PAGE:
The 40mm stainless steel case was almost identical to the COMEX ref. 5514 Submariner, and noticeably thinner than the case that was used when the watch was put into regular production in 1971. All were fitted with an HEV and were marked with a serial number between 1.7 million and 2.2 million.
The dial, known as the Mark I (or MKI) among collectors, is matte black with white hour markers. The coronet logo is flat at the bottom, a little heavier looking than normal, and lines up perfectly with the ‘L’ of Rolex underneath it. Those two all important red lines, ‘Sea-Dweller’ and ‘Submariner 2000’ – one above the other, use the same size font, unlike later versions where the lower script is slightly smaller. The red print was actually painted over white so today, many of these pieces have faded to a very faint pink.
A big selling point for the Sea-Dweller concerned its date function. It was introduced onto the Submariner with the ref. 1680 the same year as the DRSD’s launch and immediately split opinion. Some fans felt there was no need for a date window on a recreational dive watch in the first place, and fitting the controversial Cyclops window over it alienated others still further.
With the Sea-Dweller destined to be worn by commercial divers who could realistically expect to spend days if not weeks living in underwater environments, knowing the date was an obvious advantage. Since the depths they were working at would be so highly pressurized a domed crystal without a Cyclops magnification lens was fitted to the Sea-Dweller, allowing its dial to remain more pleasingly symmetrical than the Sub’s, and with a touch of added utility.
The Mark II Double Red Sea-Dweller Dials
Just a year later in 1968, the Mark II versions of the Double Red started to emerge. The most important difference occurs on the reverse, with the caseback now engraved with ‘Rolex Patent Oyster Gas Escape Valve’ – their new invention having received its official license.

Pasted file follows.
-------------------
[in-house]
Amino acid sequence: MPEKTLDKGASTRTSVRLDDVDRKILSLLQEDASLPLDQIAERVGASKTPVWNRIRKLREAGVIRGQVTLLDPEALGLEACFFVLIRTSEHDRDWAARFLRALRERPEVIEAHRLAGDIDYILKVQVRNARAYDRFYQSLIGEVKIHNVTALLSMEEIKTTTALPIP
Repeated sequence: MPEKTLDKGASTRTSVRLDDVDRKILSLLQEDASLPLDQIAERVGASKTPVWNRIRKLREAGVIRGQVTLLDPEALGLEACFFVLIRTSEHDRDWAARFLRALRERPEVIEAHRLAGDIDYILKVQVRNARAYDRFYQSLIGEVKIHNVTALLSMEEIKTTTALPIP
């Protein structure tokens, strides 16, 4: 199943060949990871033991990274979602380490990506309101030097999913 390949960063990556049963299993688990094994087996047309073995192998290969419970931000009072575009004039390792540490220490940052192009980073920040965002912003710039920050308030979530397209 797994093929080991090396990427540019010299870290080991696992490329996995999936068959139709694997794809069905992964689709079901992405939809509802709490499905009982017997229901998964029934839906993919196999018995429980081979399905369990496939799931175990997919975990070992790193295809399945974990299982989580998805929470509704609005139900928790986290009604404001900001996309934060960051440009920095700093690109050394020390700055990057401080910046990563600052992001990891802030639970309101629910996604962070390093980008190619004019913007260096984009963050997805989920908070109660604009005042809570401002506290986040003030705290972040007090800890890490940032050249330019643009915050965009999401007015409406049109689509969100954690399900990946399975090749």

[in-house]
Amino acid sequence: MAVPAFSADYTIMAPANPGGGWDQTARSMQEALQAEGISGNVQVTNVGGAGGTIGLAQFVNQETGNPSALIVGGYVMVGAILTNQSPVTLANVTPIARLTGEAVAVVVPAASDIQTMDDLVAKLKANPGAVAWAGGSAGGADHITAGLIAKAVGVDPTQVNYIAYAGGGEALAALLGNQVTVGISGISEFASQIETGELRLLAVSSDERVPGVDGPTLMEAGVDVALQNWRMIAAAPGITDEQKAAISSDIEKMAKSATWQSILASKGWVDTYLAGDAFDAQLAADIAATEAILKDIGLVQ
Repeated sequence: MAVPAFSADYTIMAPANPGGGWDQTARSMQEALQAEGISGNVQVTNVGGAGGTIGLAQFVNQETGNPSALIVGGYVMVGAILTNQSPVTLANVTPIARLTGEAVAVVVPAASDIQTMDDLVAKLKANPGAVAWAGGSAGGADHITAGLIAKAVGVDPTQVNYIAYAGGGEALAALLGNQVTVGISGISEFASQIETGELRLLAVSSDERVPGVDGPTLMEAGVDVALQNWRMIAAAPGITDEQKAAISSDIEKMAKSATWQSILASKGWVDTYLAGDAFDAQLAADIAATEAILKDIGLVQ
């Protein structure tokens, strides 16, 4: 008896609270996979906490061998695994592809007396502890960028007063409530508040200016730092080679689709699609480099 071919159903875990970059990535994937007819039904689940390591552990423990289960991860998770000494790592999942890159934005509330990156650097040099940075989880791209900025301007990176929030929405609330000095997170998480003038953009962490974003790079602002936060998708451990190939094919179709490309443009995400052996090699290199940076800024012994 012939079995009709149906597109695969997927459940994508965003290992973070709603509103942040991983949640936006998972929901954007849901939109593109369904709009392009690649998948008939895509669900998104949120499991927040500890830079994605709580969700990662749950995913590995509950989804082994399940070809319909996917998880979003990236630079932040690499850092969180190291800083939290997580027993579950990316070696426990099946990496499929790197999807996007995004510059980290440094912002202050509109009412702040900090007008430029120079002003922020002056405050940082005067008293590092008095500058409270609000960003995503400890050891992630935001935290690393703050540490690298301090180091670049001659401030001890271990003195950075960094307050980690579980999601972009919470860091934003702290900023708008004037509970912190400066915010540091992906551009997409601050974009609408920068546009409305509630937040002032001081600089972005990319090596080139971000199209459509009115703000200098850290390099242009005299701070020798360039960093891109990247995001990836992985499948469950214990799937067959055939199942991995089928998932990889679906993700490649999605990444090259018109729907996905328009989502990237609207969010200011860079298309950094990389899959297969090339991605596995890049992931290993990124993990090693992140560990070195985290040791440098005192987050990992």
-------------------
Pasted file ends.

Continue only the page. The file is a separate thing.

The dial also has a number of differences, some intentional, others accidental. ‘Submariner 2000’ is now slightly smaller than the ‘Sea-Dweller’ text, and the ‘D’ and ‘W’ are touching, a quick giveaway for those who know where to look as to which iteration it is. Both lines are obviously still red in color. At the 12 o’clock, the coronet is slightly blurred and badly defined, leading to the nickname the smudge crown. And the dial itself was covered in a lacquer which reacted with UV light, oxidizing and turning from matte black to a deep chocolate brown color over time. With the exception of the Patent Pending Mark I models, the chocolate dial Mark II DRSDs are the most valuable and sought-after examples of this highly collectible watch.
So how valuable are we talking? The earliest versions don’t come up all that often, and it is always something of an event when they do. As with all true classic Rolex watches in recent years, auction prices are skyrocketing. A Mark I Patent Pending example went for just under $144,000 at Philips’s Winning Icons sale a few months ago. More recently, a chocolate dial MKII sold for around $52,500 with Sothebys.
As a point of reference, if you were even able to find a Single Red up for grabs somewhere, it would be going for seven-figures. The good news is that after 1971, Rolex put the Sea-Dweller into regular production with the Mark III and Mark IV dials, and there are a lot more of those available on the pre-owned market, with noticeably more palatable prices.
Be sure to check back here for Part 2 of our article on the minute differences in the ref. 1665 Double Red Sea-Dweller!